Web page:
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ARIZONA STORIES OF CRAZY, COLORFUL CHARACTERS CAPTURED
IN ‘OUTRAGEOUS ARIZONA’
AIRING ON EIGHT, ARIZONA PBS THURSDAY, AUGUST 16

Co-Produced withTrue West magazine, Program Features Little-Known, Hard-to-Believe Tales
Told by Historians Bob Boze Bell, Jana Bommersbach & Marshall Trimble

PHOENIX…August 6, 2012…Make no mistake. Arizona’s reputation for spawning infamous characters is long and legendary – from brazen outlaws to lady bandits and self-promoting warriors, even corrupt politicians. Many of their stories are embarrassing, some are inspiring, but all of them are outrageously true!

Eight, Arizona PBS viewers will watch these history-rich, home-grown characters come to life in a new hour-long special, Outrageous Arizona, premiering Thursday, August 16 at 8:30 p.m. on Eight HD (8.1 or Cox Channel 1008). Eight co-produced the show with True West magazine. Here’s a preview of some of the dozen featured vignettes:

· Goyathla: A Real Yawner – Learn the story behind the famous Apache warrior Geronimo we never knew, from where he got his name to his shameless self-promotion during captivity.

· George Warren: Drunken Loser Lands on State Seal – Gambling away his one-ninth interest in Bisbee’s Copper Queen Mine, Warren died penniless yet ended up on Arizona’s State Seal.

· Pearl Hart: Lady Bandit – America’s only known female stagecoach robber was popular with suffragettes, then sent packing by Arizona’s territorial governor with whom she possibly had a fling.

· The Thieving 13th – One of Arizona’s strangest legislatures dates back to 1885, unmatched for its corruption when naming a territory capital, picking a university site and appropriating funds for an asylum.

· The Legend of Red Ghost – After the U.S. Army imported camels to test them as mounts, the Civil War spiked the project, leaving one escaped feral camel to reportedly terrorize Arizonans.

· Diltche: Frontier Woman – A White Mountain Apache grandmother named Diltche captured and sold into slavery in Mexico defied all odds to escape and through sheer determination return home.

· Tombstone: A Tony Town – Wine bars, coffee shops, ice cold beer, telephones? Turns out the rugged Tombstone we thought we knew had a sophisticated side even Doc Holliday and the Earps enjoyed.

“This unique show is a salute to Arizona’s well-known penchant for attracting outlandish characters, and it premieres appropriately during our state’s centennial year,” said Eight’s General Manager Kelly McCullough. “You can’t make this stuff up, and we didn’t have to.”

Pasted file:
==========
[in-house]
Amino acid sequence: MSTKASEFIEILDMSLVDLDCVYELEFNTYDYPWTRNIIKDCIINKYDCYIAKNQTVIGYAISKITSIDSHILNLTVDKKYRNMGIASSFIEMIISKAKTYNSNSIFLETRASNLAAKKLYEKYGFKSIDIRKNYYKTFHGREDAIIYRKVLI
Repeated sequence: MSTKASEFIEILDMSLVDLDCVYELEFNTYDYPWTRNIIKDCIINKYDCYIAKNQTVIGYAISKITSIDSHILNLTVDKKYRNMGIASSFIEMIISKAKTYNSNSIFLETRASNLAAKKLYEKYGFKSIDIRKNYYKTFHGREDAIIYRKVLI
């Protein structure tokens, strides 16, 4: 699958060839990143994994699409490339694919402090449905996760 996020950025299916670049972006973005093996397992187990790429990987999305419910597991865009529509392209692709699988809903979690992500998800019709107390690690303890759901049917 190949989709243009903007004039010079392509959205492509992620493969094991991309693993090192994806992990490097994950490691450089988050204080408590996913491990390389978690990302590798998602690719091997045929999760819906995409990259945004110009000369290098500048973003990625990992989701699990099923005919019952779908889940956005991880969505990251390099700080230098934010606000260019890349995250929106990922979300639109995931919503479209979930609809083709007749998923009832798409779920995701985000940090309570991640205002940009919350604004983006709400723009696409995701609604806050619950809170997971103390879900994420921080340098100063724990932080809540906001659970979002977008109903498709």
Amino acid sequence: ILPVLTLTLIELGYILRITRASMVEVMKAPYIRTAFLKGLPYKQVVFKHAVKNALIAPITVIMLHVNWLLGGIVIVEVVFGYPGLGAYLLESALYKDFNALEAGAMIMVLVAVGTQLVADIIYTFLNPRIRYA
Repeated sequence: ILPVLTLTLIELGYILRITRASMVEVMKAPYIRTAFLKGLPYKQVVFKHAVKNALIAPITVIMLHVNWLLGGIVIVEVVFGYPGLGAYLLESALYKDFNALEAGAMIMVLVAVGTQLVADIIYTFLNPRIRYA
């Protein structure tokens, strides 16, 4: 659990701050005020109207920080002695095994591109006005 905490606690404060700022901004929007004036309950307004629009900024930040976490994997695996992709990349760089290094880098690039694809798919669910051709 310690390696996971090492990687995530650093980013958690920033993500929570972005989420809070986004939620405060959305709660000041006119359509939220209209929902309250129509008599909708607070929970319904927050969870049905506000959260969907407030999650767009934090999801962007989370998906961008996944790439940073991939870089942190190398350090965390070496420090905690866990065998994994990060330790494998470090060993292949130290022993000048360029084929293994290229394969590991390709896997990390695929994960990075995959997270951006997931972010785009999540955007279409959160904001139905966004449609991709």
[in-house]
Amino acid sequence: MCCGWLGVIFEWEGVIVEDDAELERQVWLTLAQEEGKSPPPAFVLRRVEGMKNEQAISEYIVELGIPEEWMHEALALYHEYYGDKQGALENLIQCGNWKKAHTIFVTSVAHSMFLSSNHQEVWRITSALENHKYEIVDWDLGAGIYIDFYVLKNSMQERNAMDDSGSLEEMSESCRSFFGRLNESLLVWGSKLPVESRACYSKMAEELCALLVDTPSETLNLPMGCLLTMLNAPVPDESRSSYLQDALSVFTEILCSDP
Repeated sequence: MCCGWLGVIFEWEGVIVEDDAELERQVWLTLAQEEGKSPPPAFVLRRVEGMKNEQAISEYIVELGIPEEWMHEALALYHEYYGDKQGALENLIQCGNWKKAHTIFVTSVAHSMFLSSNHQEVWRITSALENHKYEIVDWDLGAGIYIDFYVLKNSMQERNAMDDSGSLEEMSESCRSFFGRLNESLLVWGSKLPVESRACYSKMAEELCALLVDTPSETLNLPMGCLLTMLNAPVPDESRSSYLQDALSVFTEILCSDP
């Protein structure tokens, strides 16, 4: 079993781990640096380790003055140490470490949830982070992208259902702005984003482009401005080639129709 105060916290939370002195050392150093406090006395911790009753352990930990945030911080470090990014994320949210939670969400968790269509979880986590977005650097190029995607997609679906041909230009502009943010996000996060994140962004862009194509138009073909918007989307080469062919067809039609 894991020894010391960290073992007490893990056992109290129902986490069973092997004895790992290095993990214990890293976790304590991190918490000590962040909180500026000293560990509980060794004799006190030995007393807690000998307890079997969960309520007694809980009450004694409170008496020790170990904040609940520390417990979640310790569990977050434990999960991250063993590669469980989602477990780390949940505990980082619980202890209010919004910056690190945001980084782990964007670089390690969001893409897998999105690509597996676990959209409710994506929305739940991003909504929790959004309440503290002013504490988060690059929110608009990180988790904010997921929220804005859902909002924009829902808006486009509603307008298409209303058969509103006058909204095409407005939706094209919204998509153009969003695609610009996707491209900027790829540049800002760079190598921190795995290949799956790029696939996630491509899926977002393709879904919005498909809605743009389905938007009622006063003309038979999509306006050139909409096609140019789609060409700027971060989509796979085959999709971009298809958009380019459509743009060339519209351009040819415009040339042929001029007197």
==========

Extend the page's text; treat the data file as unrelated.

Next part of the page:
Host of Outrageous Arizona is Bob Boze Bell, executive editor of True West magazine and a prolific western history writer and illustrator. Supporting each story will be photographic and illustrated images provided from the archives of True West. Visit truewestmagazine.com.

Also contributing to the production are popular Arizona personalities Marshall Trimble and Jana Bommersbach. Trimble is the official Arizona State Historian and a sought-after speaker and entertainer throughout the West, while Bommersbach is one of Arizona's most acclaimed journalists and historical authors. Both are contributing editors for True West magazine.

Outrageous Arizona premiering August 16 at 8:30 p.m. on Eight, Arizona PBS uses re-enactments and illustrations (above) by program host Bob Boze Bell of True West magazine to tell its colorful yarns. Credit: Bob Boze Bell/True West

 

About Eight, Arizona PBS

Eight, Arizona PBS specializes in the education of children, in-depth news and public affairs, lifelong learning, and the celebration of arts and culture -- utilizing the power of noncommercial television, the Internet, educational outreach services, and community-based initiatives. The PBS station began broadcasting from the campus of Arizona State University on January 30, 1961. Now more than 80 percent of Arizonans receive the signal through a network of translators, cable and satellite systems. With more than 1 million viewers each week, Eight consistently ranks among the most-viewed public television stations per capita in the country. Arizonans provide more than 60 percent of the station's annual budget.

Eight is a member-supported service of Arizona State University.